Fujigen Gakki Bass

Late 1960's or early 1970's manufacture, with all original parts except the nut and it is missing the headstock badge; a fairly
common occurrence.  Similar basses are seen with a wide variety of different names; a very similar bass with slightly pointed
shoulders is badged as an "Orpheus," another with a slightly different headstock and chromed guard is badged as a
"ZimGar," , and I have seen a virtually identical bass badged as a "Kent" and a "St. George."  I believe this bass was made at
the Fujigen Gakki factory, whatever it was called at the original time of shipment.  Fujigen Gakki instruments were given a
wide variety of rebranding for different markets and retailers.

This bass was found in a garage, where it was stored without a case for an unknown amount of time, and it shows. There are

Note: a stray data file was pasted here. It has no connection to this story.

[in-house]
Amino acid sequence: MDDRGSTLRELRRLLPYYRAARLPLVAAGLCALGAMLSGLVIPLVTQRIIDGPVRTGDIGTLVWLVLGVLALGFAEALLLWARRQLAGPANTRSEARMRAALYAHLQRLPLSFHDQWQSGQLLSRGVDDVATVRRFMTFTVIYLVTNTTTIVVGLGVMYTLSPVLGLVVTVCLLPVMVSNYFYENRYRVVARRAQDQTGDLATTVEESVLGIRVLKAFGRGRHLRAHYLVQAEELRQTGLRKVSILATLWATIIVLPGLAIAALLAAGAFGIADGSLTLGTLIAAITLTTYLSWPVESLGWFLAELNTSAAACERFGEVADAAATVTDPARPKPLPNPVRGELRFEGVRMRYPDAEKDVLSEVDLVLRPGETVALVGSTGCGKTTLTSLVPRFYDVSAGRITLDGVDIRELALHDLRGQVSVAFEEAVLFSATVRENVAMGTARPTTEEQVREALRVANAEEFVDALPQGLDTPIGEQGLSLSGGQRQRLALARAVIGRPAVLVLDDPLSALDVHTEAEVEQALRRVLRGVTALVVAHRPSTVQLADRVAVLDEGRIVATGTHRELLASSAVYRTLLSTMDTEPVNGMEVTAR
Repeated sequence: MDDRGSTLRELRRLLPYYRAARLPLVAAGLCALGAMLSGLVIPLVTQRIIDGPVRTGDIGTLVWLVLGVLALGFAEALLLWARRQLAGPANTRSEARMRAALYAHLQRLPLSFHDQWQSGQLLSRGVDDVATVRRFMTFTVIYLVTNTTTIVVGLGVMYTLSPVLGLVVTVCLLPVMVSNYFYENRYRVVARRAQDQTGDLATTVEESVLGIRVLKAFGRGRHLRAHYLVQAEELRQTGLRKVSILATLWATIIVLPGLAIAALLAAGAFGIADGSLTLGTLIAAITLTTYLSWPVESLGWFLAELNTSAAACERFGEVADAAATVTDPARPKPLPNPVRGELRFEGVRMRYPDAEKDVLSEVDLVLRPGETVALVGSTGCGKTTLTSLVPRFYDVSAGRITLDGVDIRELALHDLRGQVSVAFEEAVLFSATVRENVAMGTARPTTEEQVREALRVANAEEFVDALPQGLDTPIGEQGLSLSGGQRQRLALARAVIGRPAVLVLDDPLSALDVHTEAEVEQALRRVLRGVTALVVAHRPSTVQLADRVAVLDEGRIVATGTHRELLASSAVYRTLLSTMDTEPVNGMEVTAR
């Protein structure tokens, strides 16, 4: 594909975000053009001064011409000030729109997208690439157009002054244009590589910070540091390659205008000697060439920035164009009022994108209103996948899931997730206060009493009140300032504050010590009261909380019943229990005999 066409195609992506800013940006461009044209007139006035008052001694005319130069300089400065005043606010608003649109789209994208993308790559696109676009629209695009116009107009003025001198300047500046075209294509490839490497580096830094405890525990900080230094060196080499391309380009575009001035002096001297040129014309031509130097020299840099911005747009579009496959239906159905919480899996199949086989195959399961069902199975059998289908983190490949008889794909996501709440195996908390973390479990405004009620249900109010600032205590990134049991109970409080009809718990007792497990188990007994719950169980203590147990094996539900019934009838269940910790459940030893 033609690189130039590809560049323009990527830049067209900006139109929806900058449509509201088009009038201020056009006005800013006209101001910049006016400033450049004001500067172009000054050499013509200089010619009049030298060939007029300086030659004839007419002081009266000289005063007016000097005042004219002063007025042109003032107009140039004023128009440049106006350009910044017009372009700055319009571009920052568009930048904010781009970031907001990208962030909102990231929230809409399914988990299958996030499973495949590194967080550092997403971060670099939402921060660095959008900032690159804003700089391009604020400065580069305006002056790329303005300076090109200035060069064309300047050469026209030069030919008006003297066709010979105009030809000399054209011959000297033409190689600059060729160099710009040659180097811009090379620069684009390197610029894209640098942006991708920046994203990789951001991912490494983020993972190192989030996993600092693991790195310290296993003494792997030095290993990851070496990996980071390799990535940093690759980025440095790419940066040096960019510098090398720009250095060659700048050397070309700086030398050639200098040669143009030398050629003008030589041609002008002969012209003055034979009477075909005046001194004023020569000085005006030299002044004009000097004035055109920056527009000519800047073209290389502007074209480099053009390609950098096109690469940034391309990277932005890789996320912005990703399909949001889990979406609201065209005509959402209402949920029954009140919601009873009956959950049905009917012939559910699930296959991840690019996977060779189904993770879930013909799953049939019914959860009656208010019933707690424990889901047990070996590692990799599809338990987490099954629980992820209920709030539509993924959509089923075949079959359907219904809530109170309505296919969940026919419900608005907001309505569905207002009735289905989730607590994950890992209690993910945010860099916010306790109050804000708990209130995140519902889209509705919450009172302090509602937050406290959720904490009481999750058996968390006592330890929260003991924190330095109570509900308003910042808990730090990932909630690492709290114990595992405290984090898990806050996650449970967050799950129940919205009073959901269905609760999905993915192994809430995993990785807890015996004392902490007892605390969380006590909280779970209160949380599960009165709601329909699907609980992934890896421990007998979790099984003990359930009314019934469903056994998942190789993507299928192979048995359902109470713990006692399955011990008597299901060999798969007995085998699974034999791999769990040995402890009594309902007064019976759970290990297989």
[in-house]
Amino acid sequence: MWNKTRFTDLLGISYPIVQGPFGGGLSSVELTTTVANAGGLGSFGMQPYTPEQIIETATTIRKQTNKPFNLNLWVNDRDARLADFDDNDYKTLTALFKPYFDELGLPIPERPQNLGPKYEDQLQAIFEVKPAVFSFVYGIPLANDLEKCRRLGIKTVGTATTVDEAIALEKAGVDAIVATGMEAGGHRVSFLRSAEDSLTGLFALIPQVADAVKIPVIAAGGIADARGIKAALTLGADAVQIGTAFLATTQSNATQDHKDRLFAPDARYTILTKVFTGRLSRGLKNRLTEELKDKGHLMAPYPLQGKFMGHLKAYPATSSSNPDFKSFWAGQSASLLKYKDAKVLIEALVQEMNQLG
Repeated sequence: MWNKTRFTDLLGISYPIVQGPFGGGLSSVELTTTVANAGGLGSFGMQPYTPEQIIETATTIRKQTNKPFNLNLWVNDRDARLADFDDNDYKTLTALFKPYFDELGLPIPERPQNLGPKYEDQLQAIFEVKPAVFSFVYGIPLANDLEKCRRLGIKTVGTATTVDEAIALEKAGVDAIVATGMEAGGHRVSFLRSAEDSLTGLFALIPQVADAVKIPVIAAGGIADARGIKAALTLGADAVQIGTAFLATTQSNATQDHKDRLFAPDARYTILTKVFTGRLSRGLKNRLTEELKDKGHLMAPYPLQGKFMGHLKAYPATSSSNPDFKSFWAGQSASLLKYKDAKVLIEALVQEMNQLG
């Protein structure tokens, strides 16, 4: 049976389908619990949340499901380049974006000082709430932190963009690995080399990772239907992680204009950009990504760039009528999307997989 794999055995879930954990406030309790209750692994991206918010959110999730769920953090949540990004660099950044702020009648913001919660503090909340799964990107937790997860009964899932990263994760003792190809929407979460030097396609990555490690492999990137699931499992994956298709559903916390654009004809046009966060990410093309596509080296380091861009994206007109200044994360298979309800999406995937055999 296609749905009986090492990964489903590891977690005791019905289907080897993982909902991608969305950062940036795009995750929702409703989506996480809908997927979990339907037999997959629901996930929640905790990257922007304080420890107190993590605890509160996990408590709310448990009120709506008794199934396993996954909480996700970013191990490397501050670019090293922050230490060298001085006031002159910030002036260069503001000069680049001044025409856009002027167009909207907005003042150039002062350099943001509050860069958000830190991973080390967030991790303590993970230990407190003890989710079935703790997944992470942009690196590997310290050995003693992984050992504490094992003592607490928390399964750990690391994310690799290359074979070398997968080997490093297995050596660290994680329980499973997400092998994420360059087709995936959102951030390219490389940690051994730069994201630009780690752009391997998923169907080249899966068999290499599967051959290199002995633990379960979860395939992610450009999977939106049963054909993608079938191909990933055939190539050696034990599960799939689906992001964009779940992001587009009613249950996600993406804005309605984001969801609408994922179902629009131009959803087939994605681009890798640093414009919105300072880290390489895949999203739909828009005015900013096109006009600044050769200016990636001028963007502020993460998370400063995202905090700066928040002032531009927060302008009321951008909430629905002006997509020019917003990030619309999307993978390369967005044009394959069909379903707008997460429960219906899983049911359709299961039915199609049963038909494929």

dings and scratches all over (mostly obvious on the body back and edges, thankfully) and a section of finish on the lower
edge of the body is completely gone, down to the bare wood. The neck has no side position markers, but that is not unusual
on vintage Japanese basses. The nut was remade in my shop from bone and the correct tuners, ferrules and bridge cover
were ferreted out for correct restoration. The aluminum pickguard is missing two screws; one is present but the head has
broken off flush.  The bridge cover has quite a bit of wear/aging that would not polish out.  The neck is straight, wide and
comfortable, measuring 1 3/4" at the nut and 2 1/4" at the 12th fret. All frets are good and there is no buzz. The neck is bound
in white celluloid which has yellowed with time.  The pickup with its distinctive gold foil insert is loud and clear and the
electronics have no hum or static issues.

This is a full 34" scale bass; most early Japanese imports are short scale and the longer scale definitely helps the tonal quality.
As soon as I got the electronics working and put one string on to test the pickup I knew I had something good here...This
bass has seen it's share of hard times and neglect, it has already been "distressed" or "relic'd" the real way but now has a lot of
life left!